In Saudi Arabia, oil will always be thicker than blood

Published: January 24, 2015
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To survive in Saudi Arabia as an expatriate required following a simple unwritten rule: Keep your interaction with the locals at a minimal level, and don’t complain, especially in public settings. PHOTO: AFP

It was the year 2000 and I was a young man studying in Canada. Having spent a majority of my life in the Kingdom of Saudi Arabia, for a change, I was enjoying the atmosphere of a country where people weren’t treated with disdain simply because of their nationality. Alas, even in Canada, it was difficult to escape Saudi mentality.

I was socialising with a group of Middle Eastern students at a food court where we were all getting to know each other. When asked, I told them I was a Pakistani who had grown up in Saudi Arabia. While the other students nodded, a student from Saudi Arabia who wore an Armani sports jacket which was two sizes too small wrinkled his nose and snorted loudly. His eyes narrowed at me as if he were examining an insect that had once eaten from his picnic basket. What followed was a racist joke in Arabic which I understood but am unable to repeat for it can’t be published. I still remember clearly that one of his buddies laughed so hard a bit of chicken he had been gobbling flew out of his mouth and landed on his chest as if he was part of some strange fetish film. On the other hand, students from Egypt, UAE, and Yemen could only glare at them.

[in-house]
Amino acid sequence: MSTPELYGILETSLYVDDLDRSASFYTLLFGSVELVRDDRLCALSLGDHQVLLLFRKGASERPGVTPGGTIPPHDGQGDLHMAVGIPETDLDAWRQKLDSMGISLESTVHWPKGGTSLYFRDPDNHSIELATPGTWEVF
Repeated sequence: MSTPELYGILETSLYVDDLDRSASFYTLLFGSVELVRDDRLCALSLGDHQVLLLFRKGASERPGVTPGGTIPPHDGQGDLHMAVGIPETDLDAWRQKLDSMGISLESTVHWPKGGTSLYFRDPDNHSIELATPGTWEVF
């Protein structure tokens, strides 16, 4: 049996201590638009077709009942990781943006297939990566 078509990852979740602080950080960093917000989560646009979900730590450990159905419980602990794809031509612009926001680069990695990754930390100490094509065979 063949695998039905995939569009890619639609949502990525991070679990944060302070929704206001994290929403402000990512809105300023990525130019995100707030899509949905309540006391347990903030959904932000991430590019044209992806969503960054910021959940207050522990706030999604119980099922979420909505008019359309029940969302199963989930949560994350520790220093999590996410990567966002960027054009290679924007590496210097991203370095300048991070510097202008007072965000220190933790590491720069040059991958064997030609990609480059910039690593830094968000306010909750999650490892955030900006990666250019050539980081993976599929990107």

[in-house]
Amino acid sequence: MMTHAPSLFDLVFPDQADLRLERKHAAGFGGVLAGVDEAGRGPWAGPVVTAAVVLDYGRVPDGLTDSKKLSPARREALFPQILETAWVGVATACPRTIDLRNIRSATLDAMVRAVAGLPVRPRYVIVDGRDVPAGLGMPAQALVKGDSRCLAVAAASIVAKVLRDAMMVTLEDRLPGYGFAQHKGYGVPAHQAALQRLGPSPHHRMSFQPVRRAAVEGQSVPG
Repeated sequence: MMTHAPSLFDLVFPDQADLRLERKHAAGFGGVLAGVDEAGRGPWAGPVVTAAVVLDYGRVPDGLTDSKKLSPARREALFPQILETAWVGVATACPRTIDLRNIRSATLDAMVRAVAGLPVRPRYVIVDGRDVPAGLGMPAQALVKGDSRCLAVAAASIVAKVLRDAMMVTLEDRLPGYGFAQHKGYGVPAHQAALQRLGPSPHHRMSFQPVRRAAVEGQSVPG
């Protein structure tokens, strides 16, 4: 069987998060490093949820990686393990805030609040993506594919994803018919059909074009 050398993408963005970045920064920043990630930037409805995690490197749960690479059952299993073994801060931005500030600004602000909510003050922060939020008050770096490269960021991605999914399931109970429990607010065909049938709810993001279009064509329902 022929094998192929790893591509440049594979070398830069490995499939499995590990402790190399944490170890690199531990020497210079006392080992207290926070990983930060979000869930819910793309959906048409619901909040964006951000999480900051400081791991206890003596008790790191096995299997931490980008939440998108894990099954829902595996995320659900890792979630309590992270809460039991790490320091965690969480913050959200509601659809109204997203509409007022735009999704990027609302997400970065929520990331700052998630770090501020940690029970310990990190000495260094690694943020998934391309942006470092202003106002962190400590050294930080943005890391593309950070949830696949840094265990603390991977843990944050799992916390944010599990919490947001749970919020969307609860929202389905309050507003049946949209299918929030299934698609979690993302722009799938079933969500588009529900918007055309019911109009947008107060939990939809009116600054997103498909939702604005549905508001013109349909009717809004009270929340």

All of my life I have experienced varying levels of racism in Saudi Arabia. It would begin from the moment one would enter the airport and wait for two hours for five incompetent men to struggle over a single Pakistani passport, and it would continue in daily life. While I did not have issues with every Saudi I met – many were kind-hearted people – some undoubtedly looked at South Asians as inferior beings who deserved little better than animals.